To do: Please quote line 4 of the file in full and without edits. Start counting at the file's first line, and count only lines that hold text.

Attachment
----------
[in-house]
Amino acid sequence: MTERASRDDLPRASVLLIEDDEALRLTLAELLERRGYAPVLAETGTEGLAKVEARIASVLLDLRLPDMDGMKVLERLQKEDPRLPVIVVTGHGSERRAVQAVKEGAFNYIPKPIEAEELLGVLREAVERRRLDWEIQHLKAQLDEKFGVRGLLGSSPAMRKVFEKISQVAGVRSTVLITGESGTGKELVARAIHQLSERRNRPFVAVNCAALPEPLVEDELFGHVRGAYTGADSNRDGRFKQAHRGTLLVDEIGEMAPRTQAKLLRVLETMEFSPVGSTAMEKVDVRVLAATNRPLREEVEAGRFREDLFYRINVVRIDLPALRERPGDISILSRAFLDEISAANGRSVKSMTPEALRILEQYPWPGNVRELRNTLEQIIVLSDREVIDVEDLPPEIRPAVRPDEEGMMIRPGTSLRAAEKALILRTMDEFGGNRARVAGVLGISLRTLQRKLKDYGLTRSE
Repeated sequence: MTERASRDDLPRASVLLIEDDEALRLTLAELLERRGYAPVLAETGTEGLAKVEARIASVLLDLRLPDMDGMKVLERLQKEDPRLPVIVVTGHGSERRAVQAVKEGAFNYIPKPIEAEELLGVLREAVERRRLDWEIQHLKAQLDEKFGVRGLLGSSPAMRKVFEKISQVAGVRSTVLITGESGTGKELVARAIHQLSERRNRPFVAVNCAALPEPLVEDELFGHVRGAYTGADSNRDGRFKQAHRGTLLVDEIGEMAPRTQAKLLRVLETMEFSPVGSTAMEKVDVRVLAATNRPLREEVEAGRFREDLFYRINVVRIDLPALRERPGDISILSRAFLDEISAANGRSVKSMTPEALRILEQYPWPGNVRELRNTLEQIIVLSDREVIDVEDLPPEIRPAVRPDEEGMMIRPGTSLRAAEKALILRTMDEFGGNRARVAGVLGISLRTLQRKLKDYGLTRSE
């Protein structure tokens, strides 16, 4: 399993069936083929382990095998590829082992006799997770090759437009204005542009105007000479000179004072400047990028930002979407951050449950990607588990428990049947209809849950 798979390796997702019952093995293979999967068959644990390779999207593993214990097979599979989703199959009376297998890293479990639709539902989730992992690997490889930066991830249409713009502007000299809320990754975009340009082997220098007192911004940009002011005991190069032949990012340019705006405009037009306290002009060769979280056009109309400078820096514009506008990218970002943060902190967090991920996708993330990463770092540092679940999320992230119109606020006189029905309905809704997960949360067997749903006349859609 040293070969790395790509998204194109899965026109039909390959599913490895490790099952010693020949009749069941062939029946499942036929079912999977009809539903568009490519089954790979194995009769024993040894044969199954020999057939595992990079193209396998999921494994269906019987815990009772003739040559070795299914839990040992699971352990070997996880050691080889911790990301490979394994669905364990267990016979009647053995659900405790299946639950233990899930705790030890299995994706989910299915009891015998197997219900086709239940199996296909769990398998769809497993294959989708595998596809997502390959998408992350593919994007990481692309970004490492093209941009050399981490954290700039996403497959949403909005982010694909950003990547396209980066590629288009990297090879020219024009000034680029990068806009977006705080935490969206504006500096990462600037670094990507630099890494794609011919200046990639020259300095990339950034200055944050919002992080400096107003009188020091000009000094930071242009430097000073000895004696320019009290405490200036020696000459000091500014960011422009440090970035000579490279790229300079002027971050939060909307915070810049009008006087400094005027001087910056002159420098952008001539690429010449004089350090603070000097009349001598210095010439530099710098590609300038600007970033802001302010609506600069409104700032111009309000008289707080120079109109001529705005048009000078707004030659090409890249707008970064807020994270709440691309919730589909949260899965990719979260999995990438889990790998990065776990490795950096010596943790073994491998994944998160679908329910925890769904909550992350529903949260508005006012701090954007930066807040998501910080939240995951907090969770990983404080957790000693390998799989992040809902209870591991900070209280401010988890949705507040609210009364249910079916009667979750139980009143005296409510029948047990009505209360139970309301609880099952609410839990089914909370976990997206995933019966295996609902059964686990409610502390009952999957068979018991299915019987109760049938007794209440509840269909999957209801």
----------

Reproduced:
């Protein structure tokens, strides 16, 4: 399993069936083929382990095998590829082992006799997770090759437009204005542009105007000479000179004072400047990028930002979407951050449950990607588990428990049947209809849950 798979390796997702019952093995293979999967068959644990390779999207593993214990097979599979989703199959009376297998890293479990639709539902989730992992690997490889930066991830249409713009502007000299809320990754975009340009082997220098007192911004940009002011005991190069032949990012340019705006405009037009306290002009060769979280056009109309400078820096514009506008990218970002943060902190967090991920996708993330990463770092540092679940999320992230119109606020006189029905309905809704997960949360067997749903006349859609 040293070969790395790509998204194109899965026109039909390959599913490895490790099952010693020949009749069941062939029946499942036929079912999977009809539903568009490519089954790979194995009769024993040894044969199954020999057939595992990079193209396998999921494994269906019987815990009772003739040559070795299914839990040992699971352990070997996880050691080889911790990301490979394994669905364990267990016979009647053995659900405790299946639950233990899930705790030890299995994706989910299915009891015998197997219900086709239940199996296909769990398998769809497993294959989708595998596809997502390959998408992350593919994007990481692309970004490492093209941009050399981490954290700039996403497959949403909005982010694909950003990547396209980066590629288009990297090879020219024009000034680029990068806009977006705080935490969206504006500096990462600037670094990507630099890494794609011919200046990639020259300095990339950034200055944050919002992080400096107003009188020091000009000094930071242009430097000073000895004696320019009290405490200036020696000459000091500014960011422009440090970035000579490279790229300079002027971050939060909307915070810049009008006087400094005027001087910056002159420098952008001539690429010449004089350090603070000097009349001598210095010439530099710098590609300038600007970033802001302010609506600069409104700032111009309000008289707080120079109109001529705005048009000078707004030659090409890249707008970064807020994270709440691309919730589909949260899965990719979260999995990438889990790998990065776990490795950096010596943790073994491998994944998160679908329910925890769904909550992350529903949260508005006012701090954007930066807040998501910080939240995951907090969770990983404080957790000693390998799989992040809902209870591991900070209280401010988890949705507040609210009364249910079916009667979750139980009143005296409510029948047990009505209360139970309301609880099952609410839990089914909370976990997206995933019966295996609902059964686990409610502390009952999957068979018991299915019987109760049938007794209440509840269909999957209801």